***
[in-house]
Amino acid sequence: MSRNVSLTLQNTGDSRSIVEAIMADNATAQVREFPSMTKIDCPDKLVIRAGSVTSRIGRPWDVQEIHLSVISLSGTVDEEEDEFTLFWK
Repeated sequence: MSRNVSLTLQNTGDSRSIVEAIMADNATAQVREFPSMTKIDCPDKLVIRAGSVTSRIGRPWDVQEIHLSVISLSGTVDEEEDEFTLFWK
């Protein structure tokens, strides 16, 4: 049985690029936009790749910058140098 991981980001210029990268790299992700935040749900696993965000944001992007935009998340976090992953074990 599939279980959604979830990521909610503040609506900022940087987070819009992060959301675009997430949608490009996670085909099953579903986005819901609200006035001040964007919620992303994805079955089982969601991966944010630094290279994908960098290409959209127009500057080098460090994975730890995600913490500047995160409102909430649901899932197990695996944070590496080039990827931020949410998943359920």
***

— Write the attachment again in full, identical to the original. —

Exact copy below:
[in-house]
Amino acid sequence: MSRNVSLTLQNTGDSRSIVEAIMADNATAQVREFPSMTKIDCPDKLVIRAGSVTSRIGRPWDVQEIHLSVISLSGTVDEEEDEFTLFWK
Repeated sequence: MSRNVSLTLQNTGDSRSIVEAIMADNATAQVREFPSMTKIDCPDKLVIRAGSVTSRIGRPWDVQEIHLSVISLSGTVDEEEDEFTLFWK
């Protein structure tokens, strides 16, 4: 049985690029936009790749910058140098 991981980001210029990268790299992700935040749900696993965000944001992007935009998340976090992953074990 599939279980959604979830990521909610503040609506900022940087987070819009992060959301675009997430949608490009996670085909099953579903986005819901609200006035001040964007919620992303994805079955089982969601991966944010630094290279994908960098290409959209127009500057080098460090994975730890995600913490500047995160409102909430649901899932197990695996944070590496080039990827931020949410998943359920």